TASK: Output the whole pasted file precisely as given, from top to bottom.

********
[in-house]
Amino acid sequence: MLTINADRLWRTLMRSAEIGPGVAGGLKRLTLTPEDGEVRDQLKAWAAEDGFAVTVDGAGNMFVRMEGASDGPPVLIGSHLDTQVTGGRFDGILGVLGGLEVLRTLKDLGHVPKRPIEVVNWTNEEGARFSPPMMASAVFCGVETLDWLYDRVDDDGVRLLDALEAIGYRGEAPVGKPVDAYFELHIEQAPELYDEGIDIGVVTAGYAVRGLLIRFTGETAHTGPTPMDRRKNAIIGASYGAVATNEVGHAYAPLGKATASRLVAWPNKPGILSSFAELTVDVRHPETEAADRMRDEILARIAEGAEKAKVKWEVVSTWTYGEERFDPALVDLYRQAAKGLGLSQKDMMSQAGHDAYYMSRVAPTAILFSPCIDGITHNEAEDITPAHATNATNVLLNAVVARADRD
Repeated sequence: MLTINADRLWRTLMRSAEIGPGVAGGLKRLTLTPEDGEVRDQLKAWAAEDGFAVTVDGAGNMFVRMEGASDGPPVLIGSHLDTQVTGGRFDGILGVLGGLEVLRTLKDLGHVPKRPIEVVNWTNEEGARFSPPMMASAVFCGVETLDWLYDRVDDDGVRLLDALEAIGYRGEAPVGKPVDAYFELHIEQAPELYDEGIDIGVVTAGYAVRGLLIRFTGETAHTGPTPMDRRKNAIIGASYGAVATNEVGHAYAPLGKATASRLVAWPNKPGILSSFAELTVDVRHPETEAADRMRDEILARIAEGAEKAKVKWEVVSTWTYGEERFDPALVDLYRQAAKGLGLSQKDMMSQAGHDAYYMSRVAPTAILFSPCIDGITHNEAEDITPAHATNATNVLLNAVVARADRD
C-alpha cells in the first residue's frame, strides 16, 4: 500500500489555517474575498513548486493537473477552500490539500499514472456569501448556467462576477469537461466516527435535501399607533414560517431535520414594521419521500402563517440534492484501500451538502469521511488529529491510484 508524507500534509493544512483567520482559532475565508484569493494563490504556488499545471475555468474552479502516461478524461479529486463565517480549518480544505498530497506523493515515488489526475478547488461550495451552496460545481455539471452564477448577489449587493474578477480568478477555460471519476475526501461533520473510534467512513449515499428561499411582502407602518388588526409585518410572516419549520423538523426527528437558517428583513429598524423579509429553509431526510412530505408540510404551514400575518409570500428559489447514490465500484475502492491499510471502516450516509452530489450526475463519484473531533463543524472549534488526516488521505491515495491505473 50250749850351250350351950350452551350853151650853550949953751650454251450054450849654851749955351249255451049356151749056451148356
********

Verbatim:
[in-house]
Amino acid sequence: MLTINADRLWRTLMRSAEIGPGVAGGLKRLTLTPEDGEVRDQLKAWAAEDGFAVTVDGAGNMFVRMEGASDGPPVLIGSHLDTQVTGGRFDGILGVLGGLEVLRTLKDLGHVPKRPIEVVNWTNEEGARFSPPMMASAVFCGVETLDWLYDRVDDDGVRLLDALEAIGYRGEAPVGKPVDAYFELHIEQAPELYDEGIDIGVVTAGYAVRGLLIRFTGETAHTGPTPMDRRKNAIIGASYGAVATNEVGHAYAPLGKATASRLVAWPNKPGILSSFAELTVDVRHPETEAADRMRDEILARIAEGAEKAKVKWEVVSTWTYGEERFDPALVDLYRQAAKGLGLSQKDMMSQAGHDAYYMSRVAPTAILFSPCIDGITHNEAEDITPAHATNATNVLLNAVVARADRD
Repeated sequence: MLTINADRLWRTLMRSAEIGPGVAGGLKRLTLTPEDGEVRDQLKAWAAEDGFAVTVDGAGNMFVRMEGASDGPPVLIGSHLDTQVTGGRFDGILGVLGGLEVLRTLKDLGHVPKRPIEVVNWTNEEGARFSPPMMASAVFCGVETLDWLYDRVDDDGVRLLDALEAIGYRGEAPVGKPVDAYFELHIEQAPELYDEGIDIGVVTAGYAVRGLLIRFTGETAHTGPTPMDRRKNAIIGASYGAVATNEVGHAYAPLGKATASRLVAWPNKPGILSSFAELTVDVRHPETEAADRMRDEILARIAEGAEKAKVKWEVVSTWTYGEERFDPALVDLYRQAAKGLGLSQKDMMSQAGHDAYYMSRVAPTAILFSPCIDGITHNEAEDITPAHATNATNVLLNAVVARADRD
C-alpha cells in the first residue's frame, strides 16, 4: 500500500489555517474575498513548486493537473477552500490539500499514472456569501448556467462576477469537461466516527435535501399607533414560517431535520414594521419521500402563517440534492484501500451538502469521511488529529491510484 508524507500534509493544512483567520482559532475565508484569493494563490504556488499545471475555468474552479502516461478524461479529486463565517480549518480544505498530497506523493515515488489526475478547488461550495451552496460545481455539471452564477448577489449587493474578477480568478477555460471519476475526501461533520473510534467512513449515499428561499411582502407602518388588526409585518410572516419549520423538523426527528437558517428583513429598524423579509429553509431526510412530505408540510404551514400575518409570500428559489447514490465500484475502492491499510471502516450516509452530489450526475463519484473531533463543524472549534488526516488521505491515495491505473 50250749850351250350351950350452551350853151650853550949953751650454251450054450849654851749955351249255451049356151749056451148356